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Staff stories

Learn more about our research at the Survey

Stephanie DeVries

Land use and municipal water supplies

Dr. Stephanie DeVries has left the Wisconsin Geological Survey to be an assistant professor of hydrology and aquatic geochemistry in the Department of
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Libby Ives

Mapping the Ice Age deposits of Jefferson County

Libby Ives, a research assistant at the Survey and a PhD student at UW–Milwaukee, is one of the Survey’s newest members. With the Survey’s Elmo Rawlin
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Carsyn Ames

Survey Samples Manager makes the samples and data readily accessible

Carsyn Ames is the Samples Coordinator for the Wisconsin Geological and Natural History Survey. She joined the Survey in June 2018 after completing he
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Bradbury leads Survey after 30 years of Wisconsin research

Ken Bradbury became the Director of the Wisconsin Geological and Natural History Survey (WGNHS) in 2015. Ken joined the Survey in 1982 as a hydrogeolo
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Grace Graham

Pulling together the pieces of the Bayfield County Groundwater Atlas

Grace Graham, a geologist at the Wisconsin Geological and Natural History Survey (WGNHS), is producing a map of the depth to bedrock in Bayfield Count
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Geologic history meets the web

Caroline Rose, a geographic information system (GIS) specialist at the Wisconsin Geological and Natural History Survey, has a knack for data visualiza
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Dave Hart and intern Catherine Christenson collect data by canoe on Lake Waubesa

Big data from small streams (and small lakes—the 2018 update)

Dave Hart, a hydrogeologist at the Wisconsin Geological and Natural History Survey, is designing and implementing a project that is challenging ideas
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Mike Parsen at sand mine

Managing Chippewa County’s groundwater—today and tomorrow

Mike Parsen, a hydrogeologist at the Wisconsin Geological and Natural History Survey (WGNHS), completed a 5-year study in 2017 that evaluated the impa
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Photo of Survey staff with a Lake Michigan bluff in background

Investigating bluff collapse along Lake Michigan

J. Elmo Rawling III, a geologist at the Wisconsin Geological and Natural History Survey (WGNHS), is working with Dr. Lucas Zoet, in UW-Madison’s Depar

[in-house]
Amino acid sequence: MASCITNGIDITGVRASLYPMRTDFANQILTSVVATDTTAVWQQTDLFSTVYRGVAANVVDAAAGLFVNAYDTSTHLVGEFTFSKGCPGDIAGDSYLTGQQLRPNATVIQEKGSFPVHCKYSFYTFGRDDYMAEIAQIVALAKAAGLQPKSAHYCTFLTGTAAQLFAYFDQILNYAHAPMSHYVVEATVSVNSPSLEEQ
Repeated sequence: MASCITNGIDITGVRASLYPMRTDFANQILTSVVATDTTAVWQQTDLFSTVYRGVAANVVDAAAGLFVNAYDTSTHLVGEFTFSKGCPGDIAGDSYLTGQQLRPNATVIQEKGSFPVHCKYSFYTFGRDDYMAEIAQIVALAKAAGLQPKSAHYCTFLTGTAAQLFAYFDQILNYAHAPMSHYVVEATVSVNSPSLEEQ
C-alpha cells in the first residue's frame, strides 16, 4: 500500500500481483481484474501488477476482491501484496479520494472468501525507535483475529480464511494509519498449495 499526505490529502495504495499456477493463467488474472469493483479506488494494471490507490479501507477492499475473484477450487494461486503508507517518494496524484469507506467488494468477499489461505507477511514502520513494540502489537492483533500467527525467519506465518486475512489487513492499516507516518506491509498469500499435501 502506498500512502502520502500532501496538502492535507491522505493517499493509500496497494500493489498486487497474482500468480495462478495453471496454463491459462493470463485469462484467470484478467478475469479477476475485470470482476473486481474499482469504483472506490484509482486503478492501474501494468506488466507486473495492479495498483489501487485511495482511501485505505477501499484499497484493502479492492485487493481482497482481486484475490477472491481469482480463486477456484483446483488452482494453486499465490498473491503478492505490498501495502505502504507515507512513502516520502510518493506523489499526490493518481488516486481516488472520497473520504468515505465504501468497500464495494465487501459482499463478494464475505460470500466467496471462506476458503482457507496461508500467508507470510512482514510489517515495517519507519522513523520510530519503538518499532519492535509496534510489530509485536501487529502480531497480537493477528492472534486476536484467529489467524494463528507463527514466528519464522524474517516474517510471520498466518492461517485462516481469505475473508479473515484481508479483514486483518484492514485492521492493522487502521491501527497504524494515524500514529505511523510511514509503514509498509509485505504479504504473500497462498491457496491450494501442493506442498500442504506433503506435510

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Photo of Esther Stewart

Mapping Wisconsin’s oldest rocks to better understand our groundwater today

Esther Stewart, a geologist at the Wisconsin Geological and Natural History Survey (WGNHS), studies Wisconsin’s oldest rocks – the Precambrian – to un
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High-tech equipment opens a window into our aquifers

Pete Chase, a geotechnician at the Wisconsin Geological and Natural History Survey, uses borehole imaging equipment to collect high-resolution digital
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Wisconsin Groundwater Monitoring Network: 70 years and counting

The Wisconsin Geological and Natural History Survey (WGNHS) and the U.S. Geological Survey (USGS) have jointly operated Wisconsin’s statewide groundwa
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Making fragile historical collections accessible

Our mission includes archiving (along with collecting, interpreting, and distributing) information about Wisconsin’s natural resources. We are t
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Helping the U.S. Forest Service manage resources in northern Wisconsin

The Chequamegon-Nicolet National Forest (CNNF) of northern Wisconsin is home to abundant springs, streams, and lakes. However, there was little inform
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Springs Detective

Grace Graham is an Associate Research Specialist at the Survey working on a statewide study of springs in Wisconsin. She completed work on the Wiscons
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Steve Mauel studies the Chequamegon-Nicolet National Forest groundwater

How do you understand the groundwater resources of a vast, uninhabited part of the state? That is the question researchers at the Wisconsin Geological
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Tree Ring Studies when the Trees are Gone

J. Elmo Rawling III, a geomorphologist at the Wisconsin Geological and Natural History Survey, studies the dunes and beaches of Lake Michigan. He want
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The Link Between Groundwater and Geothermal Energy

Can a geothermal energy system raise the temperature of nearby groundwater? If it does, could that affect a nearby trout stream? Will higher temperatu
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Reference Springs for Research

“Springs are an accessible representation of the groundwater. It’s easier to sample a spring than to install a groundwater monitoring well,” says Prof
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Statewide groundwater monitoring network

Pete Chase, a geotechnician at the Wisconsin Geological and Natural History Survey, spends a lot of his time in the field. He has to because he is a p
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The Ancient Wyalusing River

The lower Wisconsin River flows west to the Mississippi River from the Baraboo Hills. Has it always done that? Not according to the data being collect
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